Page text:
Our methods will follow the most recent methodological framework for conducting a scoping review by the Joanna Briggs Institute (JBI),43 which builds on previous frameworks by Arksey & O’Malley40 and Levac et al42. To increase our scoping review’s methodological and reporting transparency, we will follow the Preferred Reporting Items for Systematic Reviews and Meta-Analyses (PRISMA) extension for Scoping Reviews,44 and ensure the reporting of all the essential items on the checklist (online supplemental material 1).
The aim of this scoping review is to summarise the existing evidence on the effect of a cancer diagnosis on the income of adult cancer survivors.
Our scoping review will be guided by the following specific research questions (table 1):
In alignment with the study objective and research questions and following the ‘Population–Concept–Context’ framework recommended by the JBI,43 we developed the following inclusion criteria (table 2) as a basis for study selection and inclusion.
To develop our search strategy, we followed an iterative approach of piloting and refining the search strategy after evaluating the results with our research team. In collaboration with BC Cancer’s health science librarian, our preliminary search strategy was developed using key words and Medical Subject Headings (MeSH) terms from our research question and from similar search strategies in published reviews.
After piloting the preliminary search strategy in Ovid Medline in May 2020, we determined our search strategy was feasible, and will return a significant number of potential studies to include in the review. We will focus our study on adults with a cancer diagnosis, and limit our search to the last 20 years (1 January 2000–31 December 2020). We chose to exclude individuals diagnosed with cancer during childhood from our search without adding an age limit to our search strategy. The rationale for this decision was based on the advice of our librarian and the following issues:
Ovid Medline’s definition of ‘child’—age 0–18 years—and adolescents—age 13–18 years–have an overlap. This overlap may result in excluding studies on AYAs if an age restriction of >18 years is added to the search strategy.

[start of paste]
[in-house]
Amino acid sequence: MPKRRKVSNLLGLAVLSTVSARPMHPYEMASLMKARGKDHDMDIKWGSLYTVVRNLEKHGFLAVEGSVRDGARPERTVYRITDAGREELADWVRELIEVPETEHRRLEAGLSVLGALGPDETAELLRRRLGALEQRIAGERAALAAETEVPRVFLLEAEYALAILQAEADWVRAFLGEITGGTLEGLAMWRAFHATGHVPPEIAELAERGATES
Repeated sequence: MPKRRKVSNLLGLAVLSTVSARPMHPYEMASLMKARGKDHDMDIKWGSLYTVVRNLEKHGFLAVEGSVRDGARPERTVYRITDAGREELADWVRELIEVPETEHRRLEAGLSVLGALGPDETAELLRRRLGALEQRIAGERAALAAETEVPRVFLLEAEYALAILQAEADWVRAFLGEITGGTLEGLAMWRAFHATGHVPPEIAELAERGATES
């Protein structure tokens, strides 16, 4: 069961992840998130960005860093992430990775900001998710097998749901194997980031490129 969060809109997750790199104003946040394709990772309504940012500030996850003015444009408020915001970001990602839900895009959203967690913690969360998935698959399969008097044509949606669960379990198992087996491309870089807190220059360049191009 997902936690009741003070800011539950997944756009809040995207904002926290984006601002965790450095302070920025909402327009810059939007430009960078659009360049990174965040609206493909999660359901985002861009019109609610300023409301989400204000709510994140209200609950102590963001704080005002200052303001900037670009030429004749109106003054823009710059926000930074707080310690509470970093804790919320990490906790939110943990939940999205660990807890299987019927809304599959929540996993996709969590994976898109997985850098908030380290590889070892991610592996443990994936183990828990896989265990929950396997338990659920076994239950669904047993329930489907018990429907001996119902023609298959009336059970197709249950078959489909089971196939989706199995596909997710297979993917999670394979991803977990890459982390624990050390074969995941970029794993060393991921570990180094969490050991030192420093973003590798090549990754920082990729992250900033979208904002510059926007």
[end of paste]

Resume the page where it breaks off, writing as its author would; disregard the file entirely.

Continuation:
To ensure that the AYA population—a population of particular interest and a portion of the adult population—is not excluded in our search, we purposely added keywords and MeSH words that refer to this population and combined them with our search.
Our final search strategy can be found in online supplemental material 2. It was developed to perform a scoping review of the scientific literature published in English from 1 January 2000 to 31 December 2020, inclusive, in the following information sources:
Electronic databases: Ovid MEDLINE, PsycINFO, Cumulative Index to Nursing and Allied Health Literature, EMBASE, Econ-Literature and Evidence-Based Medicine Reviews (full list in online supplemental material 2).
Reference lists: We will search through the bibliographies of studies identified in the database searches—specifically systematic reviews and traditional literature reviews—to ensure that all relevant studies have been included in the scoping exercise.
After running the searches in the six electronic databases mentioned above, we will import all records to Endnote for bibliographic management and deduplication. Using the eligibility criteria (table 2), a simple screening template was developed (online supplemental material 3) to aid with the screening of titles and abstracts. During this phase, all records combined will be distributed between three independent reviewers. Reviewers will be asked to screen the titles and abstracts of these records into three separate folders: ‘relevant studies’, ‘irrelevant studies’ and ‘potentially relevant studies that need a full-text assessment’. Consequently, two reviewers will screen the same full-text articles in the ‘potentially relevant’ pile for inclusion, independently. Inter-rater discrepancies will be resolved by a third reviewer and discussion with the research team.